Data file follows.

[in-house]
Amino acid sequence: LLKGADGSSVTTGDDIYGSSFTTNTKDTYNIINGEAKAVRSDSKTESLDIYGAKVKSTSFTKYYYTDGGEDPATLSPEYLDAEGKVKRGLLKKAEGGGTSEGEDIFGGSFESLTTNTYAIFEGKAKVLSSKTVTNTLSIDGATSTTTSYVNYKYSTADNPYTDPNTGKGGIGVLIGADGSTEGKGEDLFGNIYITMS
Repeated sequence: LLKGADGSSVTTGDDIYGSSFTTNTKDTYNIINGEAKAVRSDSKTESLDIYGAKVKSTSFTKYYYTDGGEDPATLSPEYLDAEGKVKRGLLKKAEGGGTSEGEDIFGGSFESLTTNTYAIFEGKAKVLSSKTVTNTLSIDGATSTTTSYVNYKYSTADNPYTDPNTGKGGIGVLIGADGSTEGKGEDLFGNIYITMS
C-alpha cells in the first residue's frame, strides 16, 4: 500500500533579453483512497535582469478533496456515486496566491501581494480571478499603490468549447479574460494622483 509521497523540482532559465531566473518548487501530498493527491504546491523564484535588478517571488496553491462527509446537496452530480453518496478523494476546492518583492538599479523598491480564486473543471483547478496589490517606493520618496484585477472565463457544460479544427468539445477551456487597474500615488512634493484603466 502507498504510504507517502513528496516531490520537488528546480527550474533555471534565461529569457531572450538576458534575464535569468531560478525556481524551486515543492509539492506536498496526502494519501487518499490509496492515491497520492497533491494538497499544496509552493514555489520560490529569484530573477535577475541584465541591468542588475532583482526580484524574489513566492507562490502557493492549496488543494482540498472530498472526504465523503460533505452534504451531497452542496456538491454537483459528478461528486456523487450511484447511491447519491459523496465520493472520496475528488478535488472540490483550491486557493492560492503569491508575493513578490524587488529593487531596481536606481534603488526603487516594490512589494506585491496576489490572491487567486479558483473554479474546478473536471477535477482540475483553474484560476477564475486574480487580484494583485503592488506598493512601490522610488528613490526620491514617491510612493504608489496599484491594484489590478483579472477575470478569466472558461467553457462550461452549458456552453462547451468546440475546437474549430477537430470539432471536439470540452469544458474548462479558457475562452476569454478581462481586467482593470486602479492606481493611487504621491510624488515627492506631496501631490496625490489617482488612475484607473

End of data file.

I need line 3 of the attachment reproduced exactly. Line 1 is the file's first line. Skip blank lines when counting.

Repeated sequence: LLKGADGSSVTTGDDIYGSSFTTNTKDTYNIINGEAKAVRSDSKTESLDIYGAKVKSTSFTKYYYTDGGEDPATLSPEYLDAEGKVKRGLLKKAEGGGTSEGEDIFGGSFESLTTNTYAIFEGKAKVLSSKTVTNTLSIDGATSTTTSYVNYKYSTADNPYTDPNTGKGGIGVLIGADGSTEGKGEDLFGNIYITMS